When I was being investigated for Endometriosis, I needed a place where I could speak to others who were also going through the same thing, it was an incredibly challenging time, not only on my physical health but also my mental health. So that’s when I set up my blog and Instagram Cheerfully Live. I used my platform to document my journey, chat to others who were going through the same as me and share any advice which had helped me whilst going through the diagnosis process.

I’m so thankful for this community and my little platform – I’ve not only been able to support so many women in getting an Endometriosis diagnosis, I’ve encouraged them throughout their journey and shared helpful advice. I’ve also found comfort through everyone’s kind words and knowledge.

I’ve learnt so much about many different chronic illnesses and how best to support others, which has been invaluable!

There’s been so many amazing opportunities since starting Cheerfully Live such as becoming a GBL for InvisiYouth, speaking on the radio to share my story and collaborating with many amazing brands, charities and companies on raising further awareness for chronic illness!

And lastly, living with Endometriosis or any chronic illness is hard and so I wanted to share with you a few top tips that I’ve learnt along the way that have helped me cope living with my illnesses, both when advocating for yourself in medical settings and just in general life:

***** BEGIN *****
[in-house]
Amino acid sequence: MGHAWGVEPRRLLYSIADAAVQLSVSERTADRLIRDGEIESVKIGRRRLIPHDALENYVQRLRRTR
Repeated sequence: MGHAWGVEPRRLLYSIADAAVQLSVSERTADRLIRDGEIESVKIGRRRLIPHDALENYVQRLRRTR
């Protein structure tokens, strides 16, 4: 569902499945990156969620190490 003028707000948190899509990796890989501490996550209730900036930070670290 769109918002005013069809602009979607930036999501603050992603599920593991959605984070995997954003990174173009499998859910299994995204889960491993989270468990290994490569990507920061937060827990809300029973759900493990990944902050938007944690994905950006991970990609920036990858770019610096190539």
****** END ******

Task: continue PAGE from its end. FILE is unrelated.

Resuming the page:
1. The biggest piece of advice I could give is to get yourself invested into the chronic illness community! There is such a wonderful presence online of people sharing the realities of living with chronic illnesses on Instagram, but Facebook is also amazing for joining different groups that share lots of helpful advice. Also, Endometriosis UK offers face-to-face support groups, as well as lots of accurate information, so I’d definitely recommend their website, it’s a great resource.
  2. Research and really understand your condition, so that you are best able to advocate for yourself.
  3. Be honest and open with those you trust around you. Allow people to really see what it’s like living with your chronic illness, let people in, allow them to help and support you!
  4. If you are struggling to get healthcare professionals to listen or feel like you aren’t able to get answers – keep going and trust your instincts! If you know what you are experiencing is not normal, please keep fighting and advocating for yourself.

Being diagnosed with many different chronic illnesses has definitely made me the person I am today and in a way I’m grateful for the experiences and resilience that having a chronic illness has given me! I’m a much stronger person than I used to be 3 years ago, I am more empathetic and understanding of people’s situations. I fully understand now how debilitating fatigue and living with pain every day can be, but also now realise that you can’t always see on the surface that people are struggling.

So the main message of this piece is to remind you to be kind (especially to yourself) – you never know what someone might be struggling with under the surface. Your kindness and empathy might just change someone’s day, maybe even their life! So don’t wait to be kind, be kind today!